I found this interesting inasmuch as it shows the strong influence of Butler and 18th-century issues well into the 19th-century. From Apologia Pro Vita Sua ("History of My Religious Opinions up to 1833"):
It was about this date , I suppose, that I read Bishop Butler's Analogy; the study of which has been to so many, as it was to me, an era in their religious opinions. Its inculcation of a visible Church, the oracle of truth and a pattern of sanctity, of the duties of external religion, and of the historical character Revelation, are characteristics of this great work which strike the reader at once; for myself, if I may attempt to determine what I most gained from it, it lay in two points, which I shall have an opportunity of dwelling on in the sequel; they are the underlying principles of a great portion of my teaching. First, the very idea of an analogy between separate works of God leads to the conclusion that the system which is of less importance is economically or sacramentally connected with the more momentous, and of this conclusion the theory, to which I was inclined as a boy, viz. the unreality of material phenomena, is an ultimate resolution. At this time I did not make the distinction between matter itself and its phenomena, which is so necessary and so obvious in discussing the subject. Secondly, Butler's doctrine that Probability is the guide of life, led me, at least under the teaching to which a few years later I was introduced, to the question of the logical cogency of Faith, on which I have written so much. Thus to Butler I trace those two principles of my teaching, which have led to a charge against me both of fancifulness and of scepticism.
The last sentence, I think, is a sort of defensive argument. The Apologia Pro Vita Sua is an apology in the old sense, i.e., a defense; and by tracing his view to Butler, certainly someone that no one could reasonably consider either fanciful or skeptical, he effectively defangs these charges against himself.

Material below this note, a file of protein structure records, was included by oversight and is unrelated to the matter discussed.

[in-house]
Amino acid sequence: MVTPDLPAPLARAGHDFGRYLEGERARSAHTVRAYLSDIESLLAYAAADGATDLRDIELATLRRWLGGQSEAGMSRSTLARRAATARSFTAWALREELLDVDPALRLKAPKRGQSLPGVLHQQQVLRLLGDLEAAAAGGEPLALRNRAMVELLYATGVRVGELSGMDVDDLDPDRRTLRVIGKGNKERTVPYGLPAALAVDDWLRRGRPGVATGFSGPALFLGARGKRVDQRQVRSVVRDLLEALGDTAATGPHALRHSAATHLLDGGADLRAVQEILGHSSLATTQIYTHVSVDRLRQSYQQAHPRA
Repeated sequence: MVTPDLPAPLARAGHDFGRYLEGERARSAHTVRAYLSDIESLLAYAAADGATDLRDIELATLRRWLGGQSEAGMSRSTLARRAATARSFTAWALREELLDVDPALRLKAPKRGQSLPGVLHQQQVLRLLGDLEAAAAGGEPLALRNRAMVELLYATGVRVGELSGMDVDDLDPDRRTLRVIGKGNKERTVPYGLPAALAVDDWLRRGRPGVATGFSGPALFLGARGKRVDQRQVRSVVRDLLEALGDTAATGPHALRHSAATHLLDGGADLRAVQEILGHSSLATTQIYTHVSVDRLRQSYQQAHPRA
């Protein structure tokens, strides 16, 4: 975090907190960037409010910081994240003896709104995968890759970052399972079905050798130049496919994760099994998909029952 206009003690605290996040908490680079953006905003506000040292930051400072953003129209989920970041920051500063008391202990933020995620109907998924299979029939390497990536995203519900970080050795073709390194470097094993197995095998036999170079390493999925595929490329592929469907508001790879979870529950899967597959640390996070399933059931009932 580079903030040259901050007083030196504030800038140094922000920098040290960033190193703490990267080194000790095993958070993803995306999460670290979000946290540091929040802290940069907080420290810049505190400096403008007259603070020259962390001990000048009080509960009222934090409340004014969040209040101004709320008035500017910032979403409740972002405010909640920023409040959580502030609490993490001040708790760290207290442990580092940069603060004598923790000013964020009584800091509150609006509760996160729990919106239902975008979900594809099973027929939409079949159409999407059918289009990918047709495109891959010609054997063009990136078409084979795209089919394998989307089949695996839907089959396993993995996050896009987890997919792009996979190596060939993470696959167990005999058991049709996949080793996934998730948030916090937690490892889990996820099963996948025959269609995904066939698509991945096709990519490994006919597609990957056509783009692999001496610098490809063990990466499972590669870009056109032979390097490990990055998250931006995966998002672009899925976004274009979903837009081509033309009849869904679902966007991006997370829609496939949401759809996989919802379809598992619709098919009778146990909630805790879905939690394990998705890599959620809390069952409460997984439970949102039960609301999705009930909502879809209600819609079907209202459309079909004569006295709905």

Later, in discussing Keble's The Christian Year, which had an immense influence on the religious atmosphere of the time, he says,
Butler teaches us that probability is the guide of life. The danger of this doctrine, in the case of many minds, is, its tendency to destroy in them absolute certainty, leading them to consider every conclusion a doubtful, and resolving truth into an opinion, which it is safe to obey or to profess, but not possible to embrace with full internal assent. If this were to be allowed, then the celebrated saying, "O God, if there be a God, save my soul, if I have a soul!" would be the highest measure of devotion:--but who can really pray to a Being, about whose existence he is seriously in doubt?
This problem certainly who cannot be laid at the door of Butler, who insists that probability is only one consideration among many; but Newman seems clearly to recognize that this is not a Butlerian problem, but a problem that has arisen "in the case of many minds" when they have taken up emphasizing probability as the guide of life.
What is interesting, however, is how Newman goes on to fuse Butler with Keble:
I considered that Mr. Keble met this difficulty by ascribing the firmness of assent which we give to religious doctrine, not to the probabilities which introduced it, but to the living power of faith and love which accepted it. In matters of religion, he seemed to say, it is not merely probability which makes us intellectually certain, but probability as it is put to account by faith and love. It is faith and love which give to probability a force which it has not in itself. Faith and love are directed towards an Object; in the vision of that Object they live; it is that Object, received in faith and love, which renders it reasonable to take probability as sufficent for internal conviction. Thus the argument about Probability, in the matter of religion, became an argument from Personality, which in fact is one form of the argument from Authority.
This move, if it could be made, would be an immensely important one; but Newman recognized that there were unresolved issues brought up by it (as he says, "It was beautiful and religious, but it did not even profess to be logical"), so he began to try to work it out more rigorously in his University Sermons, Essay on Ecclesiastical Miracles, and Essay on Development of Doctrine, in other words, the major works of his late Anglican period that led up to his conversion to Catholicism. Although he doesn't say so here, this line of thought still seems to me to be prominent in his Catholic period, e.g., in the brilliant Essay in Aid of a Grammar of Assent. (I hope at some point in the future to look at this work and the critique of it in H. H. Price's interesting Gifford Lectures, Belief, and put up thoughts on it on this weblog.)